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Diana Molina, artist, curator and author of Icons and Symbols of the Borderland, Art from the US-Mexico Crossroads, will join the Southwestern community virtually for a campus presentation and Q&A. Join us for an hour-long conversation. 

The session will be moderated by Lauryn Brandon, a junior student majoring in art history at Southwestern.

Students, faculty, staff, alumni, and parents may attend. Click here to register.

 

Diana MolinaDiana Molina
Diana Molina, artist, curator and author of Icons and Symbols of the Borderland, Art from the US-Mexico Crossroads, has served as the creative director for the JUNTOS Art Association since 2012. Born a half mile from the US-Mexico boundary, her work across diverse mediums explores the limitations of life on the fringe while appealing to a universal audience.

Drawn early to Arts and Science, Molina began her career path as a software engineer in the initial stages of robotics and automation at IBM.  This was followed by a decade working in Amsterdam as a photographer and writer for international magazines including Elle, Esquire, Geo, Marie Claire, National Geographic Traveler, Vogue and in the book Amsterdam, Small Town Big City (1996).  She also created photographic collections for the Netherlands Bureau of Tourism, Greenpeace and Gamma Press, with world-wide distribution.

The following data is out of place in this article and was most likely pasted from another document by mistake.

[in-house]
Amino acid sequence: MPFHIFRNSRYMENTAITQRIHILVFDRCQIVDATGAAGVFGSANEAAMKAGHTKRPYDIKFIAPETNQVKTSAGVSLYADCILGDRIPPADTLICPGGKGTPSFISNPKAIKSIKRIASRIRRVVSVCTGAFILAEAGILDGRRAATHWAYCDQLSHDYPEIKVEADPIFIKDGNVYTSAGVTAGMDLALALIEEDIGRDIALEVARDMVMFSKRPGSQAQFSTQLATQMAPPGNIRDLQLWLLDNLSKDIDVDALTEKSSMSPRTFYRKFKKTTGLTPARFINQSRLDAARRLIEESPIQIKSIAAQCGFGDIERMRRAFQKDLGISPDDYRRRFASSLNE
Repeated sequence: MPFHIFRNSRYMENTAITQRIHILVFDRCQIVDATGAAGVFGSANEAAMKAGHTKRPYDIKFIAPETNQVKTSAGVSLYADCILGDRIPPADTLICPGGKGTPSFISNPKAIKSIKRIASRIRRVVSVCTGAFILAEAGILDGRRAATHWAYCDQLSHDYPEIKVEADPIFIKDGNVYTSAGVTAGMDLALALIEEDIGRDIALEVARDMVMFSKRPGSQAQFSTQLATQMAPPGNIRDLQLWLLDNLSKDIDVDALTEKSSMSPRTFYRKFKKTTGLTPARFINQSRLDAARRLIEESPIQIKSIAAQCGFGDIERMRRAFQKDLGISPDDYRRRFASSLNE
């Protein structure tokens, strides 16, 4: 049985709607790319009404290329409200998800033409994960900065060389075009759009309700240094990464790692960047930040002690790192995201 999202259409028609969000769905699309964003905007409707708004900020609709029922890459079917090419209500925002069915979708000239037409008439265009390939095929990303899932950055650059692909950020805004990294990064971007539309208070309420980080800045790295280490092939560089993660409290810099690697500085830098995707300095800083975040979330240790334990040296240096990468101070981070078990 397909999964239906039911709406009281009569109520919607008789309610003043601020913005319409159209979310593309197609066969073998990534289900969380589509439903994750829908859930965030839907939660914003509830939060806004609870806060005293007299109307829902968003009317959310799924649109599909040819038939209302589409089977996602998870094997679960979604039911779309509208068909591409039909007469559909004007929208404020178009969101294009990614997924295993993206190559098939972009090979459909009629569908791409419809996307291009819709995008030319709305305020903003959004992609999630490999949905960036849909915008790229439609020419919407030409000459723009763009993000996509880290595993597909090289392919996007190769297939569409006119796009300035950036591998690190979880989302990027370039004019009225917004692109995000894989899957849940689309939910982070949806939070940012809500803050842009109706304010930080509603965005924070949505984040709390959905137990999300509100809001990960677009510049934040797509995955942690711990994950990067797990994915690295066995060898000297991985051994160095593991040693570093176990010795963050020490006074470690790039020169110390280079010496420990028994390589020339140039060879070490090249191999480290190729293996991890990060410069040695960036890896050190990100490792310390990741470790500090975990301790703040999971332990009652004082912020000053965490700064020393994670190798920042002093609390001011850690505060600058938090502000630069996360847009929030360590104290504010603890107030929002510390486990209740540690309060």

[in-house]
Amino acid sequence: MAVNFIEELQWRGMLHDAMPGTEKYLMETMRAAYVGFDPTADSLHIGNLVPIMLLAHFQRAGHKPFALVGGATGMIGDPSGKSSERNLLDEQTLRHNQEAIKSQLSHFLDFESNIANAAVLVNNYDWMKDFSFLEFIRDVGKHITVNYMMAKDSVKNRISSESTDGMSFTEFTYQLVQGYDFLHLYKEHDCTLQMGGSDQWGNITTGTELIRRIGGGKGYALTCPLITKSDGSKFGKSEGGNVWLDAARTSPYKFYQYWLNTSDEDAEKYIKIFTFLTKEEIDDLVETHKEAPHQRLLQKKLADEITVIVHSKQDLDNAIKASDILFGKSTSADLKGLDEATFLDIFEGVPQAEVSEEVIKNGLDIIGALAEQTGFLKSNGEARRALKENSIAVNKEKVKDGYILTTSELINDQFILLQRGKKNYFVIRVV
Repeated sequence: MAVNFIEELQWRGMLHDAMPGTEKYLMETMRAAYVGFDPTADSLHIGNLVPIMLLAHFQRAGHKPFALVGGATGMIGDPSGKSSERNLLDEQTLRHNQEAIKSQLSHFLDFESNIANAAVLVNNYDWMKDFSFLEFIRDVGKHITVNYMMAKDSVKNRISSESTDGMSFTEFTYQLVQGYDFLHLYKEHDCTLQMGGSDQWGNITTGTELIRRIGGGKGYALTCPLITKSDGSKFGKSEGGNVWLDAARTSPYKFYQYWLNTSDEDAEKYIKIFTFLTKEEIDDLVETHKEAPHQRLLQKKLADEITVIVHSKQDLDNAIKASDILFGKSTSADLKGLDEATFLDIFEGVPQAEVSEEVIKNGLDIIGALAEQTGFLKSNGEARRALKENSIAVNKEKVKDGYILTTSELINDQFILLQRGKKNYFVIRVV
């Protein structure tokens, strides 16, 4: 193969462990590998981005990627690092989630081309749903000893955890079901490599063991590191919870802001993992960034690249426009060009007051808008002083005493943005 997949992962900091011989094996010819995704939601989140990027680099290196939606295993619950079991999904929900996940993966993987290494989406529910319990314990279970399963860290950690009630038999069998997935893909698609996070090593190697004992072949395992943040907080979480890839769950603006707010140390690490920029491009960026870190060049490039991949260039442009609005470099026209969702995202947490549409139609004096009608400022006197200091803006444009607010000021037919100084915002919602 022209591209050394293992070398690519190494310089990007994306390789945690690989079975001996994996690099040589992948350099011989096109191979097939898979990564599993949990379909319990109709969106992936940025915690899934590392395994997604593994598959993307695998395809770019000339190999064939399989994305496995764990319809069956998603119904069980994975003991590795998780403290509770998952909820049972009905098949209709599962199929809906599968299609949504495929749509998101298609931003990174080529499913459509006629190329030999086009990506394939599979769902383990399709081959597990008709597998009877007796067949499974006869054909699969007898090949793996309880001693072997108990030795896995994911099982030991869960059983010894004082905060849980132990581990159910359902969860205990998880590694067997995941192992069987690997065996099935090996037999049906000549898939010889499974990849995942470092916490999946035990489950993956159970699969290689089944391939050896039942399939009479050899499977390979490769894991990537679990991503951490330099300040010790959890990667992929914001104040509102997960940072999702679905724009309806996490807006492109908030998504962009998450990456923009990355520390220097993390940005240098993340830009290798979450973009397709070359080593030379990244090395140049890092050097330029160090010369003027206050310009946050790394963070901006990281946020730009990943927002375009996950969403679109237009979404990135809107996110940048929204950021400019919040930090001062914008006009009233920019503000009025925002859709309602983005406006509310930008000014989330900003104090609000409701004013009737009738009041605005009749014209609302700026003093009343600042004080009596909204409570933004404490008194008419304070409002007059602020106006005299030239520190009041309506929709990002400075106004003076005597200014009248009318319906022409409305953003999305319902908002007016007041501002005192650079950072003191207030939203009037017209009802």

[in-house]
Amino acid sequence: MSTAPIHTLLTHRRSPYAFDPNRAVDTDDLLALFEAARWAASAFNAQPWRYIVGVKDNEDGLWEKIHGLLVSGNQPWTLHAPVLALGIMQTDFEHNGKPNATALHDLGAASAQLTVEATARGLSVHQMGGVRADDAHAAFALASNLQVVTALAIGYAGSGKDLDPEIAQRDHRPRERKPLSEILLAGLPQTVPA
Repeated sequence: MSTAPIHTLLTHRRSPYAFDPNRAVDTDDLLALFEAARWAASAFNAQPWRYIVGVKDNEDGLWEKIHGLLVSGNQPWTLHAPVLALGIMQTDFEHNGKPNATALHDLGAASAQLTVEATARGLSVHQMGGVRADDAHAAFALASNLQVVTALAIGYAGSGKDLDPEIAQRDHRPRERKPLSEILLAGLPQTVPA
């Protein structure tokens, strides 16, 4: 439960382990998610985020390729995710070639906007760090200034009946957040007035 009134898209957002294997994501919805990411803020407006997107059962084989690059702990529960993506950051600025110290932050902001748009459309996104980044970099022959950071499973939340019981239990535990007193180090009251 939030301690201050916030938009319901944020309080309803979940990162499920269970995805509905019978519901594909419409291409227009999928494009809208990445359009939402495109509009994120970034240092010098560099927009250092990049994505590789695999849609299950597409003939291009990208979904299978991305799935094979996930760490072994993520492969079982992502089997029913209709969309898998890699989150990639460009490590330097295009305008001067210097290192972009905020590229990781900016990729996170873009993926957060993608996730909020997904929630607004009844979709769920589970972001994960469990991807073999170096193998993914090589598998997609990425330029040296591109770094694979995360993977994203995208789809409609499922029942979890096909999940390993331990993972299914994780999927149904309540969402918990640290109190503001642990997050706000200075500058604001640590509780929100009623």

Living among the Tarahumara of northern Mexico for long periods, Molina’s first solo exhibition about the indigenous culture was prepared for the World Museum of Art in Rotterdam. Her exhibits have been widely shown in art, science and history museums in the United States and Europe and several of her photo essays are archived at the UT El Paso Special Collections Library and the UT Austin Benson Latin American Collection. Molina is part of the New Mexico Humanities Council Lecture Program and continues to build on her interest in the connections between art, ecology, and humanity.